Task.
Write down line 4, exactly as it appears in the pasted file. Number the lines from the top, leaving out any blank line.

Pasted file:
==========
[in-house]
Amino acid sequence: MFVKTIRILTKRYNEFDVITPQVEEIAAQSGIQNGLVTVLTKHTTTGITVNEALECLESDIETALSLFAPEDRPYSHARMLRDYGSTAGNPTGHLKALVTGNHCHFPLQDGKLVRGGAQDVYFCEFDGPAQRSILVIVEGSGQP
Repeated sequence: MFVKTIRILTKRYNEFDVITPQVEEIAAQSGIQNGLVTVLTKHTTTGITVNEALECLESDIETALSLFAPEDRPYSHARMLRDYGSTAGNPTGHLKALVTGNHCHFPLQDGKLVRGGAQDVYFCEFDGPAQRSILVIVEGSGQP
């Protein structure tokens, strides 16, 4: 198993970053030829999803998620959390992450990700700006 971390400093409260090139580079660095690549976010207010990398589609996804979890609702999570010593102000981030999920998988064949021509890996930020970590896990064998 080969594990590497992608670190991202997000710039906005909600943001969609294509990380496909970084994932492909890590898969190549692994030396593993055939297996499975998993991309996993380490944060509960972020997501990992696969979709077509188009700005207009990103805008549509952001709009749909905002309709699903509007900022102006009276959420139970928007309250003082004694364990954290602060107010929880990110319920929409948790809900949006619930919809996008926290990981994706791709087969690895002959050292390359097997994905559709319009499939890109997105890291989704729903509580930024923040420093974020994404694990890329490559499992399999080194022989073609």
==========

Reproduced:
């Protein structure tokens, strides 16, 4: 198993970053030829999803998620959390992450990700700006 971390400093409260090139580079660095690549976010207010990398589609996804979890609702999570010593102000981030999920998988064949021509890996930020970590896990064998 080969594990590497992608670190991202997000710039906005909600943001969609294509990380496909970084994932492909890590898969190549692994030396593993055939297996499975998993991309996993380490944060509960972020997501990992696969979709077509188009700005207009990103805008549509952001709009749909905002309709699903509007900022102006009276959420139970928007309250003082004694364990954290602060107010929880990110319920929409948790809900949006619930919809996008926290990981994706791709087969690895002959050292390359097997994905559709319009499939890109997105890291989704729903509580930024923040420093974020994404694990890329490559499992399999080194022989073609």